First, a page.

Making the Best of Hands On Courses in Virtual Learning

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Chef G doing a virtual demo of poached eggs.

Nia Olukayode and Cora Thomas

Schools have been closed since the Spring due to the ongoing pandemic. For going on nine months now, Kenwood students have been attending classes virtually due to Covid-19. While some classes are an easy transition to conduct online through a computer, for some courses at KHS teachers have had to pretty much reinvent their courses for an online platform.

CTE teachers and performing arts teachers are two groups of teachers that have had to really get creative in how they do things. CTE and performing arts teachers do understand their students have never did online virtual learning and they’re doing their best to make it work for their particular courses. For example, Kenwood’s Theater teacher Jessica Taylor changed how she conducts warmups when students come into class. She shared, “Theatre is very hands on because we usually perform and rehearse in class in front of each other. We usually have warm up games and exercises as a class. I have tried to keep the routine of warm up exercises as best I can so we hold quick opening discussions and utilize interactive games like kahoot.”

CTE teachers understands their students wants to return to school because online learning limits their opportunity for the hands on, kinetic type learning they are used to in school. Sophomore Eric C is in Chef G’s cooking class and is really missing the cooking experience so many others have raved about for years. “I miss being able to cook with Chef G. We get to watch her cook but don’t get to experience cooking it for ourselves,” he shares.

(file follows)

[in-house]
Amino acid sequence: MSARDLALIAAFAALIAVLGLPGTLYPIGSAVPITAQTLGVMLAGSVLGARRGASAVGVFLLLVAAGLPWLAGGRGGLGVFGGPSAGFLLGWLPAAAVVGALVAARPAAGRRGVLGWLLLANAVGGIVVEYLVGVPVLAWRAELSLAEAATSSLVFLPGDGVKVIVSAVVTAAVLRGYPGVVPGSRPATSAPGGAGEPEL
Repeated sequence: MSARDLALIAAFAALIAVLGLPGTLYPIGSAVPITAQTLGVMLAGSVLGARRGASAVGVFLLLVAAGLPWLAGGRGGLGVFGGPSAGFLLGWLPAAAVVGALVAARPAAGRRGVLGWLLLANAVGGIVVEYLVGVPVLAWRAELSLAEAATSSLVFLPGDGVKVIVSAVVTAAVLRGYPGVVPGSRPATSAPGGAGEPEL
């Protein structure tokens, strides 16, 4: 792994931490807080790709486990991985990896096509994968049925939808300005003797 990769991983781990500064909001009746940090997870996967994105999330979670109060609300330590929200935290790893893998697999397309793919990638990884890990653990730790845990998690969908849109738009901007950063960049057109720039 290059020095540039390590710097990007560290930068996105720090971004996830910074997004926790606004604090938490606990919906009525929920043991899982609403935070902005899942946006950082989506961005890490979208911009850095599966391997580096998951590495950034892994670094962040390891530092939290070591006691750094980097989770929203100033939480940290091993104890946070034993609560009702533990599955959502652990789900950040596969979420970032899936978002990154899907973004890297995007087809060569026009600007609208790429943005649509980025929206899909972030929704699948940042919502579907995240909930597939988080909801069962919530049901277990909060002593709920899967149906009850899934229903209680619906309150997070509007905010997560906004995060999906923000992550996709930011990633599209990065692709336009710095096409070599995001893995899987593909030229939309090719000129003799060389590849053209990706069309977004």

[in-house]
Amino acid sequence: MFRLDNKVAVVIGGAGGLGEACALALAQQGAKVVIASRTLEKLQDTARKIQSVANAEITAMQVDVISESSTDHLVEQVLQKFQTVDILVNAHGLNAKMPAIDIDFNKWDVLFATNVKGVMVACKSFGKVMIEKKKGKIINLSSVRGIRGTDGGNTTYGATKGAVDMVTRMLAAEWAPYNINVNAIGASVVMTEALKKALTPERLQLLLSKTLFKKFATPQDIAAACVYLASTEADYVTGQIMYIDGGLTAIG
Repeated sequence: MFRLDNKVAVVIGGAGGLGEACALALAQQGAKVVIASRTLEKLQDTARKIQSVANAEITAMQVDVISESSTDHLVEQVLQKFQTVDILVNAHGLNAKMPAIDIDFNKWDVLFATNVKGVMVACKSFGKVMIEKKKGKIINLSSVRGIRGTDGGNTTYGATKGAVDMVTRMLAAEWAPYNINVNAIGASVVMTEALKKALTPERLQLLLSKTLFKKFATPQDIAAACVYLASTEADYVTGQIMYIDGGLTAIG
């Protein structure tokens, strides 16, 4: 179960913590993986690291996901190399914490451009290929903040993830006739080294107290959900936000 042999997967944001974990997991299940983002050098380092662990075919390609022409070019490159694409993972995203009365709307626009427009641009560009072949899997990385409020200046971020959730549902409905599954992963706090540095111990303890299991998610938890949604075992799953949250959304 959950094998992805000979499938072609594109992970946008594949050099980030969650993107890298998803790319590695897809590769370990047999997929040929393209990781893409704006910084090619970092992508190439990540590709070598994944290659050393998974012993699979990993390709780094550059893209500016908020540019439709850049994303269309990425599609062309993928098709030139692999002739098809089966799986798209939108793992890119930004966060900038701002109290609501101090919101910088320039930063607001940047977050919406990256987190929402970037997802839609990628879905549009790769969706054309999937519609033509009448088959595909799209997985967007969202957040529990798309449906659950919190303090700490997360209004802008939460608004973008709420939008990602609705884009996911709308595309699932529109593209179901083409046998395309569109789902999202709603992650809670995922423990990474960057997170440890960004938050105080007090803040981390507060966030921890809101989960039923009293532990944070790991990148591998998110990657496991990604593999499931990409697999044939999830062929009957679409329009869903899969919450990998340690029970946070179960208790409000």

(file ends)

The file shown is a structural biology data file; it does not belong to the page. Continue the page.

Child Development courses is a popular CTE pathway at Kenwood. Students enjoy getting to take on the role as teacher with the small group of preschool students that attend their class. Child development teacher Abbie Reed she has been teaching the Child Development CTE classes for 21 years. But this year she has had to complete change how she conducts the course. “It’s individual work instead of group work. NO “hands on” learning because all students do not have access to supplies at home,” she shares. Kaylee G is in Ms. Reed’s Child Development class and adds, “Usually we would be able to interact with the preschool kids but now unfortunately we don’t get that experience.”

CTE and performing arts teachers are learning to utilize tools they hadn’t used much prior to virtual learning. Nicole Pennington, Kenwood’s chorus and choir teacher, helps has students use FlipGrid to record videos of themselves singing. “I’m using FlipGrid A LOT for recording purposes. My students have to record themselves once a week showing they’ve practiced the section of the music we are doing for the week. I’ve posted videos of the parts being played and of me singing each part so they can practice even without me there.” Last Spring she was also able to put together a performance video to share of students’ performances from home.

Kenwood’s well loved cooking classes with Chef G has also been a course that is not quite the same in a digital format. Students cooking together and the smells coming from Chef G’s is a fond memory of time spent in Chef’s G’s class but now it’s different. “We do demos. Students will be starting knife skills soon and will receive playdough to practice their cuts. We’ve used videos and interactive digital notebooks for the academic portions of the class.” Chef G is enjoying the togetherness that learning and talking about food brings but “The biggest missing ingredient of all of this is the teamwork, the soft and technical skill development that leads to stretching abilities, and especially the pride in watching yourself and others get better each day that only the shared experience of working in the kitchen together can bring. Personally, the further I get in my curriculum the more I miss being with the students because even though they may not know what they are missing, I know what this experience could be for them.”

The loss of in person learning is heavily felt in the CTE and performing arts courses but teachers and students are doing the best to make the situation work digitally until they can be together in person again to sing, perform, build, cook, teach, and all the others things students and teachers enjoyed doing together before the pandemic struck.